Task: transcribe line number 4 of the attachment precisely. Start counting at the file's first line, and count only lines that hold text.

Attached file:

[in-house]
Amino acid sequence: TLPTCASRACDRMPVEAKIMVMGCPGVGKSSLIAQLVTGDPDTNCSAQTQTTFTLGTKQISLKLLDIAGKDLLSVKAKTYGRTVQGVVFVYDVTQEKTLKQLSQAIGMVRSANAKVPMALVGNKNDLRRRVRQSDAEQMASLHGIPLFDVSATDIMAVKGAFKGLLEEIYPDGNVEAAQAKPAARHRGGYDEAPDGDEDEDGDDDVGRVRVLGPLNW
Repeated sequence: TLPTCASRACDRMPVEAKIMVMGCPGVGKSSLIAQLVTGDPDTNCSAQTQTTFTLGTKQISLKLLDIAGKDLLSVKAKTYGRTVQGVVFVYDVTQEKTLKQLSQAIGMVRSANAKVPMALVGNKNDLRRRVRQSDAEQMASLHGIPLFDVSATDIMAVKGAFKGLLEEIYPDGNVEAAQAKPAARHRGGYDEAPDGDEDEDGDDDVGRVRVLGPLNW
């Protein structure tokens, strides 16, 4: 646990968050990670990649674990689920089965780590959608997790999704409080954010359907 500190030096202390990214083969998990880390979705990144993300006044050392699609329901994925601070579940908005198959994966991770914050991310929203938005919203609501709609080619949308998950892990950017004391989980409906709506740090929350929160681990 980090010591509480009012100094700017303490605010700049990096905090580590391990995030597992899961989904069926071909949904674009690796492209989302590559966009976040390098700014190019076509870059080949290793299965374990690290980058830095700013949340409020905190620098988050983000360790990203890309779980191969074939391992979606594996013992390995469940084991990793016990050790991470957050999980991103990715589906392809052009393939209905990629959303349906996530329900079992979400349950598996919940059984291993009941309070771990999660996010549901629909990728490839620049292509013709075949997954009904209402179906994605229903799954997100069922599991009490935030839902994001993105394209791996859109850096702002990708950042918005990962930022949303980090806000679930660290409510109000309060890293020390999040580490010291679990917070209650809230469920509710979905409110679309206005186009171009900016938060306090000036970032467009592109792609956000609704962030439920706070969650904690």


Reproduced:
């Protein structure tokens, strides 16, 4: 646990968050990670990649674990689920089965780590959608997790999704409080954010359907 500190030096202390990214083969998990880390979705990144993300006044050392699609329901994925601070579940908005198959994966991770914050991310929203938005919203609501709609080619949308998950892990950017004391989980409906709506740090929350929160681990 980090010591509480009012100094700017303490605010700049990096905090580590391990995030597992899961989904069926071909949904674009690796492209989302590559966009976040390098700014190019076509870059080949290793299965374990690290980058830095700013949340409020905190620098988050983000360790990203890309779980191969074939391992979606594996013992390995469940084991990793016990050790991470957050999980991103990715589906392809052009393939209905990629959303349906996530329900079992979400349950598996919940059984291993009941309070771990999660996010549901629909990728490839620049292509013709075949997954009904209402179906994605229903799954997100069922599991009490935030839902994001993105394209791996859109850096702002990708950042918005990962930022949303980090806000679930660290409510109000309060890293020390999040580490010291679990917070209650809230469920509710979905409110679309206005186009171009900016938060306090000036970032467009592109792609956000609704962030439920706070969650904690």